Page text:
How old is Jeff Flake
Jeff Flake: An opponent for Trump like from earlier times
It is not entirely certain that Jeff Flake understands the rules of the game in his profession. The Senator from Arizona sometimes looks as if he had just "landed with us from a time when people still wore elegant suits and politely disagreed over politely," writes "The Atlantic". And it may be that Flake himself has this feeling.
In any case, he no longer understands the politics of his Republican Party, as he showed in front of the Senate on Tuesday. Then he declared in a sensational speech that he would not run in the next election in 2018 because he could not campaign with Donald Trump's politics. He criticized the president in words that Republicans have hardly elected so far.
Flake knows another party: those Republicans who are at the interface between politics and religion. The 54-year-old's uncle, Jake Flake, was a long-time MP in Arizona's Senate. The entire family has a long history with Arizona's Mormons. The place Snowflake, where the ranch of the Flakes is located, was once named with a view to the family name.
Farmer child and missionary
Childhood in this environment also influenced many of the attitudes that made Flake different from his colleagues: the senator justified his opposition to the construction of the wall on Mexico's border by saying that as a child he met many immigrants who had worked on his parents' farm. "I could never see these people as part of a criminal class," he says. His view of the world was shaped by years as a missionary in South Africa and Zimbabwe.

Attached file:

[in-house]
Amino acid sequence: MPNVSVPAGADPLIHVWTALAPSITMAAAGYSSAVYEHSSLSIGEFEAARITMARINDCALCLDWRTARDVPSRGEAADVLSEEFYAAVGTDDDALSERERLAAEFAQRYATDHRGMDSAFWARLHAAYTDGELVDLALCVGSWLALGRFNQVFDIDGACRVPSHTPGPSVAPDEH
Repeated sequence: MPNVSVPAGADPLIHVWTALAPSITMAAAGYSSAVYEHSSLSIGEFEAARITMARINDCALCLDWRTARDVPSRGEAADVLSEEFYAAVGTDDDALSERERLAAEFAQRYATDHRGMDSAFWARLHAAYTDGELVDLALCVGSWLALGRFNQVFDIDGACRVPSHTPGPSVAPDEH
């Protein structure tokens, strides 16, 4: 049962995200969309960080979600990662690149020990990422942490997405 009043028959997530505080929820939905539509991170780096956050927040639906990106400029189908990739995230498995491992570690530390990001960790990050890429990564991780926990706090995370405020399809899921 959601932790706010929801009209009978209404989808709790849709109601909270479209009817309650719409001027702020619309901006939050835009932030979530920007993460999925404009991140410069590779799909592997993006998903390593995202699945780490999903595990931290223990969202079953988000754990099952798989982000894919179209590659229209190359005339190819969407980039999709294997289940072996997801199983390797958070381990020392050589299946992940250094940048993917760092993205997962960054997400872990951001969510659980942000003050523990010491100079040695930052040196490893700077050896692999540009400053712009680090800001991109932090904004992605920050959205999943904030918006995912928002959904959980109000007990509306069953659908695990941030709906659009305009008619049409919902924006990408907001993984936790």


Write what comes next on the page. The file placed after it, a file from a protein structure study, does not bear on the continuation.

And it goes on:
Which does not mean that Flake is not a conservative, on the contrary: He voted in the House of Representatives in 2002 for the war in Iraq and, after his rise to the Senate in 2013, against stricter gun laws. He rejects the right to abortion. And Flake is also considered to be one of the creators of the law that allows Internet providers to sell data on their users' search history.
And yet: To belittle his protest against Trump because polls predicted he would be defeated for the 2018 election does not go far enough. Flake, who voted not for Trump in 2016, but for his competitor Evan McMullin, declared months ago in the book The Conscience of a Conservative that he wants to be able to justify his actions to his wife and five children even in later years. (Manuel Escher, October 26, 2017)
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